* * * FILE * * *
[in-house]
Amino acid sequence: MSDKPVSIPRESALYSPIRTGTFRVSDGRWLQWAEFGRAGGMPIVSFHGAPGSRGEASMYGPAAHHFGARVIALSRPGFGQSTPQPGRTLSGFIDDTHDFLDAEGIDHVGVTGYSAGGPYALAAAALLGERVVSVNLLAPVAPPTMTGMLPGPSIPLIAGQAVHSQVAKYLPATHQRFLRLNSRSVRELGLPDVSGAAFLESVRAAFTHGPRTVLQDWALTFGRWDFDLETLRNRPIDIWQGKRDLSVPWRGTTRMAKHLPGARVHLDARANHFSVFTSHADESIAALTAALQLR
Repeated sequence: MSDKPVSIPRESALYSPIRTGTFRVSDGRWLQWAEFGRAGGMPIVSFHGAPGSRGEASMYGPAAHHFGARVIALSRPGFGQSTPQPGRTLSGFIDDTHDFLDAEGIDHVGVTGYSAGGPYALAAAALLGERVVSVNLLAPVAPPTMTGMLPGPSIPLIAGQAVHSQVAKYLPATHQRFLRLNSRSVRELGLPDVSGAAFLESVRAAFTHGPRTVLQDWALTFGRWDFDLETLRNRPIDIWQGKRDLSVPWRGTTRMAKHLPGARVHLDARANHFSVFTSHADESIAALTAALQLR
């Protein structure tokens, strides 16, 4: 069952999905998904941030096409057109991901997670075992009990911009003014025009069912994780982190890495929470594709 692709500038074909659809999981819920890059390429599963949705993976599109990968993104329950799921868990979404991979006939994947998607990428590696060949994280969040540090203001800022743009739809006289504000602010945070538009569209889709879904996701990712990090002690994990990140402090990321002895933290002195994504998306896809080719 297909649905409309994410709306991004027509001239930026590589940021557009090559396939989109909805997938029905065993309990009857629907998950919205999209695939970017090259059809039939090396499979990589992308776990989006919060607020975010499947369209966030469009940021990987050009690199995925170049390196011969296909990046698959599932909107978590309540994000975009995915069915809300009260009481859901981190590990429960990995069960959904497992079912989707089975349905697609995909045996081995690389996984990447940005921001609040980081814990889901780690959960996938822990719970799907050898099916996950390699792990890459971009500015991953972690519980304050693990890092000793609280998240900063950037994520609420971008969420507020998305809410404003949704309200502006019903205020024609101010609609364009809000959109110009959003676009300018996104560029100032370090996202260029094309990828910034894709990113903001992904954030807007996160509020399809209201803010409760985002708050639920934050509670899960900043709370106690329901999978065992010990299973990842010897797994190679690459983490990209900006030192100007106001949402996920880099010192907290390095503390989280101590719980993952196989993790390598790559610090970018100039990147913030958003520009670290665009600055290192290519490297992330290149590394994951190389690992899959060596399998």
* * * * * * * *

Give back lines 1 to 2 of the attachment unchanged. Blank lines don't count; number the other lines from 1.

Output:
[in-house]
Amino acid sequence: MSDKPVSIPRESALYSPIRTGTFRVSDGRWLQWAEFGRAGGMPIVSFHGAPGSRGEASMYGPAAHHFGARVIALSRPGFGQSTPQPGRTLSGFIDDTHDFLDAEGIDHVGVTGYSAGGPYALAAAALLGERVVSVNLLAPVAPPTMTGMLPGPSIPLIAGQAVHSQVAKYLPATHQRFLRLNSRSVRELGLPDVSGAAFLESVRAAFTHGPRTVLQDWALTFGRWDFDLETLRNRPIDIWQGKRDLSVPWRGTTRMAKHLPGARVHLDARANHFSVFTSHADESIAALTAALQLR